Research Pinpoints Why Dairy Cows Produce Less Milk in Warm Weather and Develops Nutrition-Based Solution

PI:Dr. Joseph McFadden
Cornell University

Year Awarded  2022

FFAR award amount   $736,392

Total award amount   $1,470,000

Location   Ithaca, NY

Program   Seeding Solutions

Matching Funders   AB VistaAdisseoBalchem CorporationBerg + SchmidtElancoPhibro Animal Health and Vetagro S.p.A.

  • Advanced Animal Systems

man and woman kneeling in front of cow in dairy barn stall with woman stretching out her hand to feed the cow silage

Breakthrough Could Revolutionize Dairy Cattle

A new Cornell-led study funded by a Foundation for Food & Agriculture Research (FFAR) Seeding Solutions grant has found a nutrition-based solution to restore milk production in heat-stressed cows, while also pinpointing the cause of the decline. This study’s breakthroughs will inform further research that could reveal how different feed additives or changes to the staple diet of cows across the U.S. can sustainably increase milk production, even as temperatures continue to climb. Currently, sprinklers and fans are the primary ways used to mitigate heat stress on cows, but these strategies consume water, burn fossil fuels and only restore about 60% of milk production.

Heat-Stressed Dairy Cows Develop “Leaky Gut”

It was previously known that heat stress causes cows to eat less, accounting for 30-50% of the drop in milk production. The study, published August 2, 2022, in the Journal of Dairy Science, demonstrated that the remaining decline in milk production in heat-stressed dairy cows is caused by increased gut permeability, or “leaky gut.” Occurring in as little as three days, the condition is caused by bacteria and other material “leaking” through weakened parts of the intestinal wall.

In this study, researchers also found that milk production can be partially restored by feeding the cows organic acids and pure botanicals, which normalized gut permeability and increased feed intake and milk production, restoring about three kilograms of milk per day. The cows also exhibited evidence of increased nitrogen-use efficiency, which means less nitrogen – a potential climate pollutant – is excreted into the environment.

Importance of Breakthrough

The demand for dairy products and milk globally is expected to increase 57% by 2050. However, rising temperatures are compromising the American dairy industry’s ability to meet these demands because a cow’s milk production can decline up to 70% in warm weather. Holsteins, by far the dominant breed in U.S. dairy farming, begin to suffer heat stress at 75 degrees Fahrenheit. These heat-stressed dairy cows cost the American dairy industry an alarming $1.5 billion annually. Heat-stressed dairy cows also have reduced fertility, are more likely to develop infectious and metabolic diseases and may succumb to premature death.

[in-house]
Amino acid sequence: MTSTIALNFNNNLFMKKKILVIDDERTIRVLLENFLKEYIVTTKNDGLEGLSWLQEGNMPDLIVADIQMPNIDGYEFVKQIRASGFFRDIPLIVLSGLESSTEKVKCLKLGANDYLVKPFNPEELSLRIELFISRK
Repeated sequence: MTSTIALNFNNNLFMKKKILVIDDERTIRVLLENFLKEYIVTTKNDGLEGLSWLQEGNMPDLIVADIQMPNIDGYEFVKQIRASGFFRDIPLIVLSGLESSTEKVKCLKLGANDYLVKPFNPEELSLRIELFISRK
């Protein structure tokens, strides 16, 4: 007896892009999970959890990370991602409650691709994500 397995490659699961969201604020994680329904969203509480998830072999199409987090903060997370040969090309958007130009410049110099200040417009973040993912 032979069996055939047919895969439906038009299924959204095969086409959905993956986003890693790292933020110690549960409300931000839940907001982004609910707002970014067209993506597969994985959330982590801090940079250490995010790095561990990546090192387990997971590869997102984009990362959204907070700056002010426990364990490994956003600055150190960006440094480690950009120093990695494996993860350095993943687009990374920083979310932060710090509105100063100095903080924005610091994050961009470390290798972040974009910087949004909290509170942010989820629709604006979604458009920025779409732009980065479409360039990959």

This study has immediate application. If we can understand the nutrient requirements that a cow has during a heat-stress event, we could revolutionize the dairy cattle industry by ensuring she's getting what she needs to maintain optimum health and performance. Dr. Joseph McFadden
Associate Professor of dairy cattle biology in the Cornell College of Agriculture and Life Sciences and senior author of the study

FFAR Fellows Program Assists with Research

Ananda Fontoura, a doctoral student in McFadden’s lab and a 2018-2021 FFAR Fellows Program, is assisting in this research and is the study’s first author. Learn more about how her research assistance is impacting the dairy cow industry.

Climate change and Dairy Farming: Beating the Heat

More About This Research

The study, published August 2, 2022, in the Journal of Dairy Science, can be found here.  

Our $736,392 investment in this research is part of our Seeding Solutions annual competitive grant program that supports bold research in any of our six Challenge Areas or AgMission.

Learn more about other FFAR-funded research breakthroughs.

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